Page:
About a year ago I was diagnosed with cancer. I had a scan at 7:30 in the morning, and it clearly showed a tumor on my pancreas. I didn’t even know what a pancreas was. The doctors told me this was almost certainly a type of cancer that is incurable, and that I should expect to live no longer than three to six months. My doctor advised me to go home and get my affairs in order, which is doctor’s code for prepare to die. It means to try to tell your kids everything you thought you’d have the next 10 years to tell them in just a few months. It means to make sure everything is buttoned up so that it will be as easy as possible for your family. It means to say your goodbyes.

I lived with that diagnosis all day. Later that evening I had a biopsy, where they stuck an endoscope down my throat, through my stomach and into my intestines, put a needle into my pancreas and got a few cells from the tumor. I was sedated, but my wife, who was there, told me that when they viewed the cells under a microscope the doctors started crying because it turned out to be a very rare form of pancreatic cancer that is curable with surgery. I had the surgery and I’m fine now.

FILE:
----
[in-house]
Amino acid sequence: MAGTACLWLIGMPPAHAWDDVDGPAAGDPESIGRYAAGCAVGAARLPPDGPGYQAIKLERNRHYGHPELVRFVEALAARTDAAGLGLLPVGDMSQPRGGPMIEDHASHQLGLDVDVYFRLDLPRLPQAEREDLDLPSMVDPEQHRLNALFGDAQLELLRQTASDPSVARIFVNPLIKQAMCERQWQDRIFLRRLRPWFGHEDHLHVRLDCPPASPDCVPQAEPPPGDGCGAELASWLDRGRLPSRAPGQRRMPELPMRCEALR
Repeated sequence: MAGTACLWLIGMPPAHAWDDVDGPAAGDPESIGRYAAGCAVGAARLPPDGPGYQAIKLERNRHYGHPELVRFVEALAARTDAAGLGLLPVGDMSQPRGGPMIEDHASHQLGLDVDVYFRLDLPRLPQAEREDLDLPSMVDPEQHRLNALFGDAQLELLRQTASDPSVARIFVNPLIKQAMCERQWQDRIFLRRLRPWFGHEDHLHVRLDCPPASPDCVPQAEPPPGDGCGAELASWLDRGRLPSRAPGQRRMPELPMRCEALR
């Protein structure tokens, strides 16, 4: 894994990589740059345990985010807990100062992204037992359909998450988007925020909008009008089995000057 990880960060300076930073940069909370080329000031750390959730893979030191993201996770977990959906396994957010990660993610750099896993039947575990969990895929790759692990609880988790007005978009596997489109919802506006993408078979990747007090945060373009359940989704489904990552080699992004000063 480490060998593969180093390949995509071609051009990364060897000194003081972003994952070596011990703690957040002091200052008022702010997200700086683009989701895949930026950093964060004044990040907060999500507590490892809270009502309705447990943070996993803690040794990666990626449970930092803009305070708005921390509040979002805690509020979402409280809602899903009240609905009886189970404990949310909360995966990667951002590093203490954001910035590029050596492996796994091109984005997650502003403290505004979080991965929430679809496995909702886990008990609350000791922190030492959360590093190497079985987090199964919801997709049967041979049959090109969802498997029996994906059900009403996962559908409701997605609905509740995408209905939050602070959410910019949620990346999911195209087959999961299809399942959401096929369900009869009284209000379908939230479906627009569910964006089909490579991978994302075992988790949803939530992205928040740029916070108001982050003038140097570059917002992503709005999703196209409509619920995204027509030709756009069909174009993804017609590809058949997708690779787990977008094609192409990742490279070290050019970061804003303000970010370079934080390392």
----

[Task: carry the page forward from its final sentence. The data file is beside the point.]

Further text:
This was the closest I’ve been to facing death, and I hope it’s the closest I get for a few more decades. Having lived through it, I can now say this to you with a bit more certainty than when death was a useful but purely intellectual concept:

No one wants to die. Even people who want to go to heaven don’t want to die to get there. And yet death is the destination we all share. No one has ever escaped it. And that is as it should be, because Death is very likely the single best invention of Life. It is Life’s change agent. It clears out the old to make way for the new. Right now the new is you, but someday not too long from now, you will gradually become the old and be cleared away. Sorry to be so dramatic, but it is quite true.